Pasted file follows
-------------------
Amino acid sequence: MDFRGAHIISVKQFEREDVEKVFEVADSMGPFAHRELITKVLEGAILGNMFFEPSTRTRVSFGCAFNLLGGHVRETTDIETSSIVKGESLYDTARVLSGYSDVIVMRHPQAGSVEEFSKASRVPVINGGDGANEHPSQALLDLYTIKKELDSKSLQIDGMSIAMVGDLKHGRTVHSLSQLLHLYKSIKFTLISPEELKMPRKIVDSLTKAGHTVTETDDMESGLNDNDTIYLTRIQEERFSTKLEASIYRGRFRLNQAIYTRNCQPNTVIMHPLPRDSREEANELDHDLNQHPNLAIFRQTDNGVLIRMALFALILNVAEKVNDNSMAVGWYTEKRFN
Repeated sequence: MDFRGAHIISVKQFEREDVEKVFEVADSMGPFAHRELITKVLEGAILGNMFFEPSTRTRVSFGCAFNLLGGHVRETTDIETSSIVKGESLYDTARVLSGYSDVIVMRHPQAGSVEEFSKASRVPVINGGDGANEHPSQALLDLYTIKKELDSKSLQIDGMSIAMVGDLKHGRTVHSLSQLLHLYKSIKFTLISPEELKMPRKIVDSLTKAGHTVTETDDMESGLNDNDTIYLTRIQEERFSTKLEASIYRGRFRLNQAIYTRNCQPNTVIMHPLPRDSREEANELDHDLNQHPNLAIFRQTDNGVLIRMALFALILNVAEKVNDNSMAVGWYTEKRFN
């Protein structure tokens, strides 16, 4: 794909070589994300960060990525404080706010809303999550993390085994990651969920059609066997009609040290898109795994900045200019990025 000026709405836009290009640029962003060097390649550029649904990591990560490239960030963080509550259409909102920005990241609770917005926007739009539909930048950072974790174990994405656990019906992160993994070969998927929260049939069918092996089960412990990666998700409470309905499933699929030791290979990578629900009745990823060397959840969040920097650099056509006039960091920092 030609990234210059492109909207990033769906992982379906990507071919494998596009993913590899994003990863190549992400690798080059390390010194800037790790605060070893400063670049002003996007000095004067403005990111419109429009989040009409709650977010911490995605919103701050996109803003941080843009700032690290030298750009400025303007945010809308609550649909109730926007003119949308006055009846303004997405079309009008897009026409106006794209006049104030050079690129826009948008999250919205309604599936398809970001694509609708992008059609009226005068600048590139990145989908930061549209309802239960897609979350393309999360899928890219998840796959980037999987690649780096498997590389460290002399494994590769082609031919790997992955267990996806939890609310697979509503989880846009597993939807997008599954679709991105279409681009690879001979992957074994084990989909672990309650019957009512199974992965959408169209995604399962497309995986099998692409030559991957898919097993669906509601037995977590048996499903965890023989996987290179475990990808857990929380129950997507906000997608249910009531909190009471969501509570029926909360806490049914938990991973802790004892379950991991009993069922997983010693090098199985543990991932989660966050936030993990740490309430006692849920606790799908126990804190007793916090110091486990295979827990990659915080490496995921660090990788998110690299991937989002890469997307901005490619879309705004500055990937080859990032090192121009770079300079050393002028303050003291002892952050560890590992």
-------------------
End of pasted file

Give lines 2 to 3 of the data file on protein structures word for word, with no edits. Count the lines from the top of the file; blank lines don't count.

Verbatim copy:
Repeated sequence: MDFRGAHIISVKQFEREDVEKVFEVADSMGPFAHRELITKVLEGAILGNMFFEPSTRTRVSFGCAFNLLGGHVRETTDIETSSIVKGESLYDTARVLSGYSDVIVMRHPQAGSVEEFSKASRVPVINGGDGANEHPSQALLDLYTIKKELDSKSLQIDGMSIAMVGDLKHGRTVHSLSQLLHLYKSIKFTLISPEELKMPRKIVDSLTKAGHTVTETDDMESGLNDNDTIYLTRIQEERFSTKLEASIYRGRFRLNQAIYTRNCQPNTVIMHPLPRDSREEANELDHDLNQHPNLAIFRQTDNGVLIRMALFALILNVAEKVNDNSMAVGWYTEKRFN
């Protein structure tokens, strides 16, 4: 794909070589994300960060990525404080706010809303999550993390085994990651969920059609066997009609040290898109795994900045200019990025 000026709405836009290009640029962003060097390649550029649904990591990560490239960030963080509550259409909102920005990241609770917005926007739009539909930048950072974790174990994405656990019906992160993994070969998927929260049939069918092996089960412990990666998700409470309905499933699929030791290979990578629900009745990823060397959840969040920097650099056509006039960091920092 030609990234210059492109909207990033769906992982379906990507071919494998596009993913590899994003990863190549992400690798080059390390010194800037790790605060070893400063670049002003996007000095004067403005990111419109429009989040009409709650977010911490995605919103701050996109803003941080843009700032690290030298750009400025303007945010809308609550649909109730926007003119949308006055009846303004997405079309009008897009026409106006794209006049104030050079690129826009948008999250919205309604599936398809970001694509609708992008059609009226005068600048590139990145989908930061549209309802239960897609979350393309999360899928890219998840796959980037999987690649780096498997590389460290002399494994590769082609031919790997992955267990996806939890609310697979509503989880846009597993939807997008599954679709991105279409681009690879001979992957074994084990989909672990309650019957009512199974992965959408169209995604399962497309995986099998692409030559991957898919097993669906509601037995977590048996499903965890023989996987290179475990990808857990929380129950997507906000997608249910009531909190009471969501509570029926909360806490049914938990991973802790004892379950991991009993069922997983010693090098199985543990991932989660966050936030993990740490309430006692849920606790799908126990804190007793916090110091486990295979827990990659915080490496995921660090990788998110690299991937989002890469997307901005490619879309705004500055990937080859990032090192121009770079300079050393002028303050003291002892952050560890590992």